Thomas the doubter


Inquiring Doubt. Edward Markquart summarizes Henry Drummond’s distinction between a doubter and an unbeliever in these words:

A doubter is a person who searches for God and the godly life. A doubter is a person who has a thousand questions about God; questions about life, love, God’s existence, purpose, the divinity of Christ and many other questions. The unbeliever is apathetic to God and the God question does not really come up in his or her daily life. A doubter struggles with God and struggles to live a goodly life and struggles to find the purpose of life, but not an unbeliever. An unbeliever simply struggles to pay the bills, find a spouse, find a job, find a house. That is all (Edward Markquart).

Thomas was a doubter, but not an unbeliever. His doubt was the kind of doubt that sought to believe. It was a “…seeking doubt, a doubt that wanted not to continue to doubt but to come to believe” (MacArthur). Although for a moment he doubted the report about the resurrection of Jesus, he had the intention to believe. That was why he decided to stay with the disciples in a house where Jesus had appeared to the other disciples earlier. And when Jesus appeared to him, he did not even dare to touch the wounded parts of Jesus’ body for his faithseeking doubt had already been satisfied.

Instead of undermining it, an inquiring doubt such as Thomas’ expands, deepens and energizes faith and invigorates Christian living. Why? Because such a doubt is not cynical or closed-minded, but is open to, and welcomes, God’s truth that is far too vast for our finite minds. His inquiring doubt led Thomas to make the most complete affirmation of the person of Christ when he confessed, “My Lord and my God.”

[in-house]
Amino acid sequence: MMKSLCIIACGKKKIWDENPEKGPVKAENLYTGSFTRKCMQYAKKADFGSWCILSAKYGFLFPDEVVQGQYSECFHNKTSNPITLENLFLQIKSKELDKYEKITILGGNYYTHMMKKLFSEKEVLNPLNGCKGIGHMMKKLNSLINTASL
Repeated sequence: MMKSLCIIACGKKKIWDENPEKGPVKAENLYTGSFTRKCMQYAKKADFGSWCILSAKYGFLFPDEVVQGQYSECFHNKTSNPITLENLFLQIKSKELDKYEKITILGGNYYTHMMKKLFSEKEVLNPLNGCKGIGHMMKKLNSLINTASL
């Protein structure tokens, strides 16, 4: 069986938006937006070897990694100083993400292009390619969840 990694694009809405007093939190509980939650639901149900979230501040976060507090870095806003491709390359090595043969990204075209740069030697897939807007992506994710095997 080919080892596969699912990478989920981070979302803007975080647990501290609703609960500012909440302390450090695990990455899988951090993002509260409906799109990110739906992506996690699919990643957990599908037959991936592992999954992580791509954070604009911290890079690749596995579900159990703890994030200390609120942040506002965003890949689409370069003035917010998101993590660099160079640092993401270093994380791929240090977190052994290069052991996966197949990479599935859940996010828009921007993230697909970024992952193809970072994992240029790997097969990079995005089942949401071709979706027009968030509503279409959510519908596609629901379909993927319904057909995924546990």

The importance of inquiring doubt or a doubt that seeks to believe is evident in one important practical way. One who journeys from doubt to faith has better chances of having a clearer understanding of what he/ she affirms. In the process of rigorous questioning, he/ she could identify and separate liberating truth from falsehood. Hundreds of years ago Christians used the Bible to argue that the earth was flat and that it was the center of the universe. Copernicus doubted that theory. He then embarked on a rigorous scientific study that proved that the earth is round and that it is not the center even of our solar system –the Milky Way.

Thomas’ inquiring doubt makes us less vulnerable to falsehood masquerading as truth. It guards us against gullibility. It “tests all spirits,” motivates us to be satisfied with nothing but the truth that truly sets us free. It enables faith to suspend judgment and decisions until it has credible reasons or bases for believing and trusting. As the poet Alfred Tennyson aptly put it, “There lives more faith in honest doubt than in half of the creeds of Christendom.”